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Atmospheric Sciences & Global Change Division
Research Highlights

April 2012

Invisible Tropical Clouds

Scientists use new method to zero in on source of tropical clouds


A CALIPSO satellite image provides a unique vertical view of the atmosphere. This nighttime image shows cirrus clouds from both formation mechanisms at the top of the troposphere, about 15-20 km (vertical axis indicates altitude). The satellite’s remote sensing techniques use laser light that reflects off cloud and aerosol particles. Light from the LiDAR does not penetrate thick clouds, thus masking the regions directly below them. The path of the satellite is annotated on the horizontal axis. CALIPSO is part of the National Aeronautics and Space Administration (NASA) A-Train Constellation of satellites that has been taking global aerosol and cloud measurements since 2006. Enlarge Image

Results: High above the Earth, clouds too thin to see cover the tropics. Scientists at Pacific Northwest National Laboratory have found a creative technique to identify the clouds' origins. Using several satellite data sources, they identified cloud formation mechanisms that occur in two distinct conditions. Knowing the different formation mechanisms will help scientists predict the amount of water vapor in the upper atmosphere, which affects the balance of warming and cooling that determines the Earth's climate. Their research was published in the Journal of Geophysical Research.

Why It Matters: Like a middle-aged pudge, the Earth's atmosphere is a bit thick around the equatorial middle. Clouds at the height of this bulge are so high and wispy they are invisible to the human eye. Nevertheless, the water content in these clouds has a greenhouse effect on the climate, letting sunlight pass down to warm the surface but not letting heat reflected from the surface escape. Because these clouds blanket vast areas of the tropics, the heating effect influences long-term climate changes. Scientists are pinpointing the source of these clouds to quantify water vapor in the upper atmosphere, which helps with climate change predictions.

Methods: Tropical Tropopause Layer Cirrus (TTLC) clouds are so high in the atmosphere and so thin their formation can't be seen with the eye, and current instrument detection methods only capture a one dimensional picture of the clouds. Scientists at PNNL devised a novel method to detect how the clouds are formed.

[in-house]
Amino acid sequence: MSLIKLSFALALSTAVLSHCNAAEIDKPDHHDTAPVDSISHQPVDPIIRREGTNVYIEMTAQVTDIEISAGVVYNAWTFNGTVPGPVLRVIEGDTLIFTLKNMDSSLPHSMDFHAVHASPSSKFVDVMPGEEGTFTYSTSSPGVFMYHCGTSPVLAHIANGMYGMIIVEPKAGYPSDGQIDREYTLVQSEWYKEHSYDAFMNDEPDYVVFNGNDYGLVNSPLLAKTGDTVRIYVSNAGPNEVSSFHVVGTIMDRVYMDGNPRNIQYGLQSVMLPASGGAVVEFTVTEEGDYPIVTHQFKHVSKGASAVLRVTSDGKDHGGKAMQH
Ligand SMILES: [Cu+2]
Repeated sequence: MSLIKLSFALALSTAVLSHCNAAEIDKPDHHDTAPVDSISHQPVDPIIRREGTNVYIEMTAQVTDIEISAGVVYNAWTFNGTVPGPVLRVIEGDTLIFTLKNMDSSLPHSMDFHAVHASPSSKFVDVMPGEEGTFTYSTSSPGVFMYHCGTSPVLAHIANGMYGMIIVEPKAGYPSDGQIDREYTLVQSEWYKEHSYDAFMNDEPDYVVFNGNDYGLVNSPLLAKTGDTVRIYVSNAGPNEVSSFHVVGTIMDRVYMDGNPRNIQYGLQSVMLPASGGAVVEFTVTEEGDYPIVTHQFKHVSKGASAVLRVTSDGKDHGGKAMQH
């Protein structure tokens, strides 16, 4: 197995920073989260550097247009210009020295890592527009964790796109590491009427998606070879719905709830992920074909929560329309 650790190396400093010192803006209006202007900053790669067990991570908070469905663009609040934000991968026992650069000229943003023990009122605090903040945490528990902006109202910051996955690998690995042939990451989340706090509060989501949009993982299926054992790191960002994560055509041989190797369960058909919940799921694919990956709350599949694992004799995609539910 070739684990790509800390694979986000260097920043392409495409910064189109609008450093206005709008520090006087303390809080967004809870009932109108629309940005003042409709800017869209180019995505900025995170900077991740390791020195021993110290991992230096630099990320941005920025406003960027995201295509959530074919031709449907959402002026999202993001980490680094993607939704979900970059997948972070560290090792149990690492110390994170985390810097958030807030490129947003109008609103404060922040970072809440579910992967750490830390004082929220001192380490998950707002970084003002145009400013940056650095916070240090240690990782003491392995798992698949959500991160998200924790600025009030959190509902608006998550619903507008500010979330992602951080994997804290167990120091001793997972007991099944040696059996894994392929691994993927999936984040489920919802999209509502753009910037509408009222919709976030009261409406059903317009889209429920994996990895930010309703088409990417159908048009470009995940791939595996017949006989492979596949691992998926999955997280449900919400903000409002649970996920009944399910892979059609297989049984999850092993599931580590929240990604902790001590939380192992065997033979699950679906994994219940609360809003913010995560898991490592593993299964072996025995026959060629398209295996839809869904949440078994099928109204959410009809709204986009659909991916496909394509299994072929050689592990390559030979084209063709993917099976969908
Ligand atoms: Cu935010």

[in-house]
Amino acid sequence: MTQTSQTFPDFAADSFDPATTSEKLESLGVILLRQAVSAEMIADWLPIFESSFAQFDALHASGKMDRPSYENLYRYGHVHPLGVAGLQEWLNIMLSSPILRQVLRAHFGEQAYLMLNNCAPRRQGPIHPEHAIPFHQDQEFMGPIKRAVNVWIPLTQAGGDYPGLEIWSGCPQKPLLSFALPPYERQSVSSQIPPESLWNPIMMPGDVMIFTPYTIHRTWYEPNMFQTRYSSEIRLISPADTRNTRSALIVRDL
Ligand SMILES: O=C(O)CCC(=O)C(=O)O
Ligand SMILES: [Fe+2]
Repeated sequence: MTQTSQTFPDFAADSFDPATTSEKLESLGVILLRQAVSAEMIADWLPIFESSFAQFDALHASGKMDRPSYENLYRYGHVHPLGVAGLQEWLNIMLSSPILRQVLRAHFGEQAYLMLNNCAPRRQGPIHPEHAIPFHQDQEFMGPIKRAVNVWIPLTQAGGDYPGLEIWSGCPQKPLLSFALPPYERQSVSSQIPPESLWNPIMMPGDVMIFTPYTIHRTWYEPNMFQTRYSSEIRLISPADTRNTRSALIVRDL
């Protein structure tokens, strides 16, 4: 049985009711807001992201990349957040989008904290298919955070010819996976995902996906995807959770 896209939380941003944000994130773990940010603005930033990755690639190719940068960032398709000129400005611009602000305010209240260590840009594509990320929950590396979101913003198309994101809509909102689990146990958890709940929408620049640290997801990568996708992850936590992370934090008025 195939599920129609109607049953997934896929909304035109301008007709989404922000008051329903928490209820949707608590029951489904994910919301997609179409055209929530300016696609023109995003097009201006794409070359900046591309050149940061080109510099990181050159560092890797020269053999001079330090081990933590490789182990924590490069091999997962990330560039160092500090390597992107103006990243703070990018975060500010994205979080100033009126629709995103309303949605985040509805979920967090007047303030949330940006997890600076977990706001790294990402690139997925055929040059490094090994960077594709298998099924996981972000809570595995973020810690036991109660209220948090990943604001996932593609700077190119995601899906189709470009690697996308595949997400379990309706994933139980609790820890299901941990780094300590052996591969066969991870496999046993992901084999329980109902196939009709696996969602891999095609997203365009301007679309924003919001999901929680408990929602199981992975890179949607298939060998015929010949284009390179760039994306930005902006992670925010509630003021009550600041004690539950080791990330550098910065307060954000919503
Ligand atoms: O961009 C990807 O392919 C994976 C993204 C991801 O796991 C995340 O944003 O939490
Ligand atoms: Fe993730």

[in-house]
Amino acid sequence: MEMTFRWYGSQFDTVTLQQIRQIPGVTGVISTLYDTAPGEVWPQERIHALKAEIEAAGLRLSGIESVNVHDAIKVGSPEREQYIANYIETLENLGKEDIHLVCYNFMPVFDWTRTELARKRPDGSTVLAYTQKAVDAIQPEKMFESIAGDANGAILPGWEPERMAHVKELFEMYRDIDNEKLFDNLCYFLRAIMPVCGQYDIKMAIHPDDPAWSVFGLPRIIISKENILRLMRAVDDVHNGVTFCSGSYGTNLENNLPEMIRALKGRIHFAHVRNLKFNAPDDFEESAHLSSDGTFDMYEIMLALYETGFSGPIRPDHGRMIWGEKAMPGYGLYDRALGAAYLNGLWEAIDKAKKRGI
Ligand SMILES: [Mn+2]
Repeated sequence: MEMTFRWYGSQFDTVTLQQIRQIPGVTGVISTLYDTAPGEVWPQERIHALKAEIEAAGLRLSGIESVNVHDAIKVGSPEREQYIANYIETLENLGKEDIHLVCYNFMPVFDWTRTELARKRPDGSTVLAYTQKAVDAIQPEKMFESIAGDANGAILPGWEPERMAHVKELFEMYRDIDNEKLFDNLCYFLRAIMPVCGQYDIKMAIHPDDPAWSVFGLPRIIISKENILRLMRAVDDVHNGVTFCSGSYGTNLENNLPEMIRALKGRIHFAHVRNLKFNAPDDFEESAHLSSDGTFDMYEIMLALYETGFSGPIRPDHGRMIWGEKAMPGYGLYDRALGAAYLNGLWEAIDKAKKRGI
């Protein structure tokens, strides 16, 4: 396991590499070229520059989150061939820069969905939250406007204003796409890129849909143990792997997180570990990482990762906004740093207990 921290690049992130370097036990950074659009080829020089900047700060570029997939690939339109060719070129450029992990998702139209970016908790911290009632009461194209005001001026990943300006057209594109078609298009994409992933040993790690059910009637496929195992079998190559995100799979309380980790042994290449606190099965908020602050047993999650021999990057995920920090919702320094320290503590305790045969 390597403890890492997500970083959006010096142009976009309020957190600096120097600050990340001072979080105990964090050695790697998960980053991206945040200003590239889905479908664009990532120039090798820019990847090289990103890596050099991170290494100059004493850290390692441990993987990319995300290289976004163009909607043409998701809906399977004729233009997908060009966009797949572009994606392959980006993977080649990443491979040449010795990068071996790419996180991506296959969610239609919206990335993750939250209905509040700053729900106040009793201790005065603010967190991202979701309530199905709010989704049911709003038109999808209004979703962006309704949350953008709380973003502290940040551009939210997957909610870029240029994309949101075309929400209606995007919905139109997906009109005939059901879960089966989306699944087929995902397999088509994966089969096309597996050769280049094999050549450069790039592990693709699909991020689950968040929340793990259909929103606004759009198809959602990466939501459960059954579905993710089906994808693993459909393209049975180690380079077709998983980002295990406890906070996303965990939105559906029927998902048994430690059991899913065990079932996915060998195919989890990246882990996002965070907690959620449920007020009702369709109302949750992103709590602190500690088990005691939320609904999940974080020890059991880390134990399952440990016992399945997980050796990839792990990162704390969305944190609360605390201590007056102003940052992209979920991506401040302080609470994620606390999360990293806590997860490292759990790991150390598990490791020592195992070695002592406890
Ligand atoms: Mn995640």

Typical identification of TTLC formation has been through statistical methods using correlations of temperature and the frequency of the TTLC, or using back trajectories of TTLC that eventually traced to convection. In this study, the researchers compared the "object classification" detection method, which combined adjacent Cloud-Aerosol LiDAR and Infrared Pathfinder Satellite Observation (CALIPSO) profiles to identify the clouds as objects, and the statistical and back trajectory methods.

Using three years of CALIPSO data they identified optically thick clouds in the layer, which in the tropics are associated with deep convection. Classifying the cloud "objects" as either convective or non-convective, they were able to classify which clouds are formed from anvil clouds that can increase water vapor, or formed in situ in supercooled conditions that can dry out the layer.

What's Next? Using the frequency of different cloud formation mechanisms calculated in this research, future studies can make more accurate calculations of the climate impacts of these clouds through humidity and atmospheric heating near the tropopause.

Acknowledgments: Drs. Laura Riihimaki, Sally McFarlane, and Mr. Travis Toth were supported by a National Aeronautics and Space Administration (NASA) New Investigator Program award. CERES SSF and CALIPSO data were obtained from the NASA Langley Research Center Atmospheric Science Data Center. Other satellite data were obtained from the National Oceanic and Atmospheric Administration (NOAA).

Reference: Riihimaki LD, SA McFarlane, C Liang, ST Massie, N Beagley, and TD Toth. 2012. "Comparison of Methods to Determine Tropical Tropopause Layer Cirrus Formation Mechanisms." Journal of Geophysical Research 117:D06218. DOI:10.1029/2011JD016832.


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In the Tropopause

The tropopause is the boundary between the troposphere, the lowest layer of the atmosphere, and the stratosphere, the next layer above. In this area, air stops rising, cooling, and mixing, and becomes warm again.  In the tropics, storm clouds caused by churning warm air updrafts can form an anvil shape as they meet the tropopause, stop rising, and spread out. At the edges of these anvils, are trails of thin, high moisture cirrus clouds. Other high-altitude cirrus clouds are formed by very cold air currents. In these clouds ice crystals can form that can fall out and dry the layer.

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